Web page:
“Noorhan was so polite and Mirvette said, ‘I like you and if I like you, you’re in,’” Narang recalled. “I said ‘this is perfect.’ It was great to see them bond and connect. That’s how good radio is made — when you can connect and your interview subject lets you into their life.”
Another USC Annenberg student, Emily Lee (B.A. Broadcast Journalism ‘17) and her mentor, Jolie Myers, managing producer of KCRW’s "Press Play" in Santa Monica, also dove into the project. Lee had never done radio reporting. Her story idea followed a former gang member, Francisco Martinez, who wants to turn an abandoned library in South Central Los Angeles into a community center.
“We had to come up with creative ways to tell a story in a different format, which is what we at Annenberg are all about now, digital and convergence of radio, video, text,” Lee said.
The idea to bring Next Generation Radio to USC Annenberg was hatched between Cyrice Griffith, program manager for IDEA, and Amara Aguilar, associate professor of professional practice for digital journalism. Aguilar, who served as web developer and producer for the project, recalled mentioning how the project creates a pipeline for diversity in public media to Griffith. She had been a mentor before previously for the project.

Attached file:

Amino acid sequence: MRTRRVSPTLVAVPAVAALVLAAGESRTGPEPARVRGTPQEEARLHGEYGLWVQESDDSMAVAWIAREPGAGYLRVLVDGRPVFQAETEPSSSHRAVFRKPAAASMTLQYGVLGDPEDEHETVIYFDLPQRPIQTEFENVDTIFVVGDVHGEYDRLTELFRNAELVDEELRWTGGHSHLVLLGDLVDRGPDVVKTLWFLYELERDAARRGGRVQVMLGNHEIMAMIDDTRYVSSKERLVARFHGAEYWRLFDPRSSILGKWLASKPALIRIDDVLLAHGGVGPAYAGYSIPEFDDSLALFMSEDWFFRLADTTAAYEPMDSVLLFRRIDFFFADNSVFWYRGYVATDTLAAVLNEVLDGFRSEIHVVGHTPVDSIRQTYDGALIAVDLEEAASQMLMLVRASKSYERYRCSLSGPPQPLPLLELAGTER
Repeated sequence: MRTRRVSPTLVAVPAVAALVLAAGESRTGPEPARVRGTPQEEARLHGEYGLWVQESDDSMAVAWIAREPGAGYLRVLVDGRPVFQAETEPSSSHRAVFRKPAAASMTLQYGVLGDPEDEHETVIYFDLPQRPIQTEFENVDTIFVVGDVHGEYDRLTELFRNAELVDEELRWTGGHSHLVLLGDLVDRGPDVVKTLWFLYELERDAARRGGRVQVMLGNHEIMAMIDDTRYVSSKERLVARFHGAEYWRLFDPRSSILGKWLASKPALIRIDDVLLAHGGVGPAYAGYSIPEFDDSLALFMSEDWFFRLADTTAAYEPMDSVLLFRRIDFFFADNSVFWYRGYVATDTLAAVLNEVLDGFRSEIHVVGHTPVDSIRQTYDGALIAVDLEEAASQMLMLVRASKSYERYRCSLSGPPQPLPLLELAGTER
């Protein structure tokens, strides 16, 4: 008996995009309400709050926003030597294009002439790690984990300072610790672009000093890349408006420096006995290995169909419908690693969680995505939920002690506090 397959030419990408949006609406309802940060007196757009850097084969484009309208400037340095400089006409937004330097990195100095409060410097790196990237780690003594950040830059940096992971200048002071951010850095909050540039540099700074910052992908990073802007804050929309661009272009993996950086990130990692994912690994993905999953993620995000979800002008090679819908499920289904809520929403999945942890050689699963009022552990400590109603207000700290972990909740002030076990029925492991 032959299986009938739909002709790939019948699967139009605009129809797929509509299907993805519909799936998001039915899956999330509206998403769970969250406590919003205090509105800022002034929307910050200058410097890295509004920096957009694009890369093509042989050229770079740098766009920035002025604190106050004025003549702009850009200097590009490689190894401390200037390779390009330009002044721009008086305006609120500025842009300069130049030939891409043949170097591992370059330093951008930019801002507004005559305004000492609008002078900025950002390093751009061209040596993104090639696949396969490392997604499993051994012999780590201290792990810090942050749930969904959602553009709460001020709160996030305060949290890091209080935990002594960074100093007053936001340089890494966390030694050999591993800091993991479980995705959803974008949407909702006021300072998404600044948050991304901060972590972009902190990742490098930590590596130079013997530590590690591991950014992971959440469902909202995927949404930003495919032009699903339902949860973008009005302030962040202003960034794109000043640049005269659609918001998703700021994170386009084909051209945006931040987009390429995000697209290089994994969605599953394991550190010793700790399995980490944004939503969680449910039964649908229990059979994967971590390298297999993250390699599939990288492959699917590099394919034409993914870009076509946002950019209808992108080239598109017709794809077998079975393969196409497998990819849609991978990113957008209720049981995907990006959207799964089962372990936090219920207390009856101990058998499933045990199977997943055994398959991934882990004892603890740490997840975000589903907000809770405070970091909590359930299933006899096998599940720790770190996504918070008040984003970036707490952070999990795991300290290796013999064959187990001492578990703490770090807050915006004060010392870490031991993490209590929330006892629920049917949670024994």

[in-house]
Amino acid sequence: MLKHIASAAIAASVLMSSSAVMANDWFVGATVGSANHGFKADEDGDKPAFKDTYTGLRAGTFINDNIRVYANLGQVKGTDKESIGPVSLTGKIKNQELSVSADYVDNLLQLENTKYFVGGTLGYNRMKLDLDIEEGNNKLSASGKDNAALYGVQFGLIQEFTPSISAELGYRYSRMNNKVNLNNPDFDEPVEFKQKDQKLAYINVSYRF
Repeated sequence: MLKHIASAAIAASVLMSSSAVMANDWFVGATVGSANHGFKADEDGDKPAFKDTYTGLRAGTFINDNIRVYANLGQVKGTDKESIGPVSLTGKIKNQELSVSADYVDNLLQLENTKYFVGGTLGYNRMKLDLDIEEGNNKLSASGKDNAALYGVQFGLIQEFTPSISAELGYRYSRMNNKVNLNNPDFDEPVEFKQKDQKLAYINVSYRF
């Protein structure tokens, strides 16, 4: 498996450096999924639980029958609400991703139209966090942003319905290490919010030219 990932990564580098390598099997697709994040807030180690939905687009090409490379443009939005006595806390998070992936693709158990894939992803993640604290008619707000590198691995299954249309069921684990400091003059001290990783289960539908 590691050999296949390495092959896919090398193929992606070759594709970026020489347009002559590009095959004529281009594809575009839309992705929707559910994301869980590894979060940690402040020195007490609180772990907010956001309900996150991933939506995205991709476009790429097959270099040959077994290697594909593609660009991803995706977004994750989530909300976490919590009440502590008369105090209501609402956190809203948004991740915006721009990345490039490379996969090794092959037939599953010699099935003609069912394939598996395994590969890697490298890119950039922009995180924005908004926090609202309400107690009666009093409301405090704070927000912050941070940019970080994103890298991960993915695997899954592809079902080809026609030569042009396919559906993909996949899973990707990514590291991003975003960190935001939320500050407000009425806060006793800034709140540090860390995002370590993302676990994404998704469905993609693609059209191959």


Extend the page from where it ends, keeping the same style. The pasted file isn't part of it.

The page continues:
“USC Annenberg, of course, gives students well-rounded background in storytelling. But I think this project is really going to push them further,” Aguilar said. “This just helps create a kind of personal connection with people in the industry and that’s really, really important as we create these solid pathways in the industry.”
Griffith echoed Aguilar’s sentiment about creating a substantive mentorship program with a national partner. Griffith said the project peaked her interest because of the intensity of the one-on-one interaction between the professionals and students.
Most alums who have come through the project can be heard almost every day in public media stations across the country, Mitchell said.
“I think what we do is reinforce what they’ve wanted to do or open their eyes to what they could do,” Mitchell said. “The golden ticket is to actually learn how to tell the story in a variety of different ways.”